Rookie three has an even worse deal, though. He’s getting flanked by the Sectoid’s psi-zombie, and the only realistic way for him to flee is forward — putting him awfully close to the mind-controlled Frederick.
“Rookies three, bug out! Bug out!” I bark. “Get to the Skyranger!” And rookie three, to his credit, doesn’t hesitate for a moment…
…which is too bad, because I totally forgot to catch that the Sectoid dropped into overwatch.
“Goddamnit!” I slam my fists on the desk. One goddamn Sectoid!
What follows is a few more minutes of unnecessarily tense cat-and-mouse. Frederick grazes rookie two with his pistol before finally breaking the mind-control. And it’s rookie one who finally gets up-close-and-personal enough with the Sectoid to put it down for real.
In the end, the Skyranger returns with exactly as many people as it left off with. One too little.
Sensing my foul mood, Steve puts a hand on my shoulder. “You understand now why we don’t get personal too soon? Because this’ll happen again. No doubt about it.”
On the upside, the two surviving rookies receive their first promotions. Rookie ‘two’, now Squaddie Gottfried, has developed a new appreciation of the importance of battlefield medicine after seeing another rookie die of preventable injuries — and almost getting killed herself. And the Sectoid-hunting rookie ‘one’, now Squaddie Barr, joins Squaddie Viel in the combat school of ‘more bullets makes for better fighting’.
Meanwhile, newly-christened Corporal Frederick climbs further on the Sharpshooter tree. Given his sidearm proficiency, I decide to steer his development along Gunslinger lines.
And finally, lest we forget…
I’m really hoping the additional research speed gained from this outweighs the loss of one XCOM rookie. I mean, I’m almost certain that it does; ‘the loss of one rookie’ does not a high benchmark set. But still, I have to worry.
And speaking of research…
Doctor Tygan has called me and Steve to his laboratory. With even more time spend gathering supplies at the Canadian border, he’s had plenty of time by now to autopsy one of our dead ADVENT Officers. He’s very excited about the results, pacing to and fro with a manic sort of energy as he outlines his findings for us. Then again, I think he might always be like that.
“It’s a network, Commander.” Richard points at some monitors, displaying a stream of data I honestly cannot parse. “A massive, powerful, psionic information network. And the implants act as they key. With these, ADVENT Officers are always plugged in — constantly received vast quantities of information from higher-up. Directly into their brains.”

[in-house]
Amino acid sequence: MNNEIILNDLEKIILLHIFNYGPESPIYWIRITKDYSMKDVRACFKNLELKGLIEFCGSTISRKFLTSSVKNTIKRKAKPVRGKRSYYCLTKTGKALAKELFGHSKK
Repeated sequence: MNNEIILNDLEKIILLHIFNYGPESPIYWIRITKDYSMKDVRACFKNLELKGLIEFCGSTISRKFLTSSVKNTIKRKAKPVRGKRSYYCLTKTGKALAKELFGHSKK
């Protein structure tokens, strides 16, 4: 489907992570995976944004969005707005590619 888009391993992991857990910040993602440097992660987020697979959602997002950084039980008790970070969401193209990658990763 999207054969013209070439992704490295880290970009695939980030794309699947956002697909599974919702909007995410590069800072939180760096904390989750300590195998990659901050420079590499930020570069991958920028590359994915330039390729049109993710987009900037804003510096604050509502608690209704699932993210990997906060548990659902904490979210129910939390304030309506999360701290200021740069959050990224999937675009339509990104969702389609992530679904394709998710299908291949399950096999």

“What, like a psi-nternet?” I ask, but Richard cleverly demonstrates his intelligence by ignoring my dumb pun.
“Doctor,” Steve asks, “what kind of information are we talking about?”
“Ah! That’s the question, isn’t it?” Richard smiles enigmatically, then points at a nearby screen. “I have not been able to decipher everything at this stage, I must say. But one part that was particularly easy to identify was this…” Point. “…which is essentially identical to the Commander. Er, that is to say, it is identical to the tactical data that they were processing through your mind, Commander.”
“They were pumping me for tactics and feeding those to their soldiers.” It’s not a question. I can feel myself starting to get a little angry.
“It does look that way, Commander. But you’ll be happy to hear that this particular data is showing strong signs of decay. Removing you from their network has caused significant damage — though it is, essentially, still functional.”
“Can we use this?” Steve asks.
“Maybe,” Richard replies. “I have managed to gain some limited access to the network. Here, observe this…” He taps in a few commands on a nearby console. A monitor shows the network activating, a command spreading, and…
The dead ADVENT Officer on his table jerks around for a bit.
“Interesting,” Steve says. “But can we use this?”
“Potentially. But I’d need direct access to their network to know for sure. And for that, we would need an active link — not tinkering around with with a dead Officer’s decaying brain matter, but ‘hacking’ a living one.”
“Sure, why not,” I say. “Hacking a living thing. I love this version of the future, lemme tell you. I assume you already have a plan ready for this?”
“So…” I start counting on my fingers. “We need to make one of these Skulljacks. Which-”
“Which we’ll need a specialized facility for,” Richard interjects. “This is an idea Chief Engineer Shen and I have been working on for a while; I’m sure she can show you the blueprints.”
“Thank you, doctor. So we need a Skulljack… we’ll need a Proving Grounds, so we can make a Skulljack… we need to get into the ADVENT blacksite, which means we need to find the blacksite, which means we need to find some way of getting into radio contact… and we need to make sure we stay up to date on tech, supplies, equipment, volunteers, and intel.”
“Sounds about right, Commander.”
I hold up my two outstretched hands. “Lot of priorities for one man to juggle. You think we could look into recruiting me a secretary?”